Anyhow, Simon recently posted a picture on her Instagram account that exemplified her continued aura of beguilement, at least for me. The picture shows her on Lambert’s Cove Beach on Martha’s Vineyard, not far from her home. That beach is also a favorite destination for my family members and I when we can get in – usage is generally restricted during the high summer season. In the picture, Simon seems to strike just the right pose of slight amusement and satisfaction, clearly enjoying the moment but not gloating in it. (It would be a perfect album cover shot for her if she had an upcoming release waiting in the wings.)
This picture perfectly fits Simon’s role in my current musical tastes – someone whom I “come back around again” to from time to time, to paraphrase one of her well – known lyrics, but don’t fixate on with regularity. Nonetheless, her music and persona continue to be emblematic of Martha’s Vineyard, the family homestead, for me, and presumably in a similar way for others. I didn’t shy away from occasionally watching her 1987 concert at Menemsha if I’m feeling homesick, and her song Never Been Gone remains the most iconic example of being home in Massachusetts. A handful of her songs have additional family or home region associations for me.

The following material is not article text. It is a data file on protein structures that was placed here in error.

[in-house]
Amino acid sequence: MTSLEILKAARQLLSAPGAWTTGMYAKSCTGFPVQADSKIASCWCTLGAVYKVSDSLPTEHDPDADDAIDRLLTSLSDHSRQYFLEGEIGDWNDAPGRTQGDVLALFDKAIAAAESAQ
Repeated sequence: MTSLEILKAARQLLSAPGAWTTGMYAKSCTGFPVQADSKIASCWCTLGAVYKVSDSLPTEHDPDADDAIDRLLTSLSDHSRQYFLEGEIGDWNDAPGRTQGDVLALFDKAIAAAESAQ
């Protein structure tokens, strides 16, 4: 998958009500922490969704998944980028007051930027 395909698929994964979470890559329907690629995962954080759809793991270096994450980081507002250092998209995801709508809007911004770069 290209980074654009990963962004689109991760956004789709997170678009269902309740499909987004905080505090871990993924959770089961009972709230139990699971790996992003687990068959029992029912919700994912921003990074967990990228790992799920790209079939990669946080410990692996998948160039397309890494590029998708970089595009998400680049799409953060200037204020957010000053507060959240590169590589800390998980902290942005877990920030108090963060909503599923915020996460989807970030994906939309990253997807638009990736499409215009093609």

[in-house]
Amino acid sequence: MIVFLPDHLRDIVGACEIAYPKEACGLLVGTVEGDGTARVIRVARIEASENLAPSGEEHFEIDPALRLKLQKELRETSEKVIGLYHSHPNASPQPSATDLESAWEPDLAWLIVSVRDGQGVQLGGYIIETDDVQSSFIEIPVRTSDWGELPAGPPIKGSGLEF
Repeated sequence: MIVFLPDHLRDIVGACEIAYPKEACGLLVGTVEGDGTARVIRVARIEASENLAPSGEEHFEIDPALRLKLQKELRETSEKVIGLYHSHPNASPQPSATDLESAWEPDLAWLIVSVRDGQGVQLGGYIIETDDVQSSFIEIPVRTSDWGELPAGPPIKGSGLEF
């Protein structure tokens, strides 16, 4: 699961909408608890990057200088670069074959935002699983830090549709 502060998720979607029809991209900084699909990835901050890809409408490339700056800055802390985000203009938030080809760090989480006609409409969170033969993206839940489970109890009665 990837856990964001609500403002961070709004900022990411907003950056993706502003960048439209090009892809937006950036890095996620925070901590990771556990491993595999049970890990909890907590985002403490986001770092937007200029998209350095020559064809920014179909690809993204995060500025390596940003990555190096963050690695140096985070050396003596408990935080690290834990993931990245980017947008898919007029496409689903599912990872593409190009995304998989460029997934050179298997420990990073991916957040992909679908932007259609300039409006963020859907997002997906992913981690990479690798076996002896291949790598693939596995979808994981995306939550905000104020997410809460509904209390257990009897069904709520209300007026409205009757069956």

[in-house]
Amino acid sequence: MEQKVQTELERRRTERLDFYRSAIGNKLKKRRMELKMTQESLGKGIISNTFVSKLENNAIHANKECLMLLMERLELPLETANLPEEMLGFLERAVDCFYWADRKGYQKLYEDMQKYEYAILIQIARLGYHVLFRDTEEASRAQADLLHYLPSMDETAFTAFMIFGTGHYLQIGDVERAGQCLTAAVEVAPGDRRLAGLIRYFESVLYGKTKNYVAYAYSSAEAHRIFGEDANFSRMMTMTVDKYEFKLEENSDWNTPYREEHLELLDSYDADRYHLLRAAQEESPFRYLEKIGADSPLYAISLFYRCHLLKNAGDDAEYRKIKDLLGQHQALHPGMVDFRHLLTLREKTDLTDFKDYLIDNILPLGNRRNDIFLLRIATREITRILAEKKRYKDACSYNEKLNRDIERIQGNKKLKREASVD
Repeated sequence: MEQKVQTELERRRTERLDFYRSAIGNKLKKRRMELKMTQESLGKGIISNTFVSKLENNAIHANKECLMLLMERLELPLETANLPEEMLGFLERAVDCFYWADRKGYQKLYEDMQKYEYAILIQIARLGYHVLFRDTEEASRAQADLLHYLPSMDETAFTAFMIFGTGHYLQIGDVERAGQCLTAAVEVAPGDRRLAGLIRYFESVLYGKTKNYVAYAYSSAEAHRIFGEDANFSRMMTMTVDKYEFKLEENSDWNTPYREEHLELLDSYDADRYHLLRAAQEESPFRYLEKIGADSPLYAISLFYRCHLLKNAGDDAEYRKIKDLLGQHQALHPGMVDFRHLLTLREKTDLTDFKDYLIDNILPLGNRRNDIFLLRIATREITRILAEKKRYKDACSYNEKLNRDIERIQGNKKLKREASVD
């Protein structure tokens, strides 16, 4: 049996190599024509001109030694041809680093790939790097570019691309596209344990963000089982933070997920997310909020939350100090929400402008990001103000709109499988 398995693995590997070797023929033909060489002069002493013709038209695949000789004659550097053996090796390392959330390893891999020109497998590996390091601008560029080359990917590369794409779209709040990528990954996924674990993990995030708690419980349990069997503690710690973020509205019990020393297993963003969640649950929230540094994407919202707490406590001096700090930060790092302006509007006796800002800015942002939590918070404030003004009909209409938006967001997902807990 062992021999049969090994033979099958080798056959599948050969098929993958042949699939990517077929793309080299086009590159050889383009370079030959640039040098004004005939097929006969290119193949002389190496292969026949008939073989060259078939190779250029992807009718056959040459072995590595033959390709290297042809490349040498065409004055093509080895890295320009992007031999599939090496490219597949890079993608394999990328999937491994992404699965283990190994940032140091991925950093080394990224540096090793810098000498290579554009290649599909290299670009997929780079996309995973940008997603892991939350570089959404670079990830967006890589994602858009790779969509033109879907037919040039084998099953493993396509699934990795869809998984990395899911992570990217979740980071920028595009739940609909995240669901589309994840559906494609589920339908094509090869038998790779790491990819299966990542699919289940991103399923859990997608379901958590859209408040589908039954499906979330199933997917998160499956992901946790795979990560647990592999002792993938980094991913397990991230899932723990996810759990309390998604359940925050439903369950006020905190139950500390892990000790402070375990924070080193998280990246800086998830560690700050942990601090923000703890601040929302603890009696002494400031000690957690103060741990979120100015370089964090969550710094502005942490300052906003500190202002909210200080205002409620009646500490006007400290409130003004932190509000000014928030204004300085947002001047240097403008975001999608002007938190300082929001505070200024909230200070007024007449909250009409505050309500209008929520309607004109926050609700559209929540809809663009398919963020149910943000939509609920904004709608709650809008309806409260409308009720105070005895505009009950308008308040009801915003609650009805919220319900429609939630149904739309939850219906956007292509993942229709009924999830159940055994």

So that picture brought a brief resurgence in my appreciation of her work, which has been more on the periphery recently as she has maintained a lower public profile over the last several years. Her children Sally and Ben now take the lead in the family business, which she often supports during their Vineyard shows, and I last saw her join Ben onstage three years ago in Edgartown.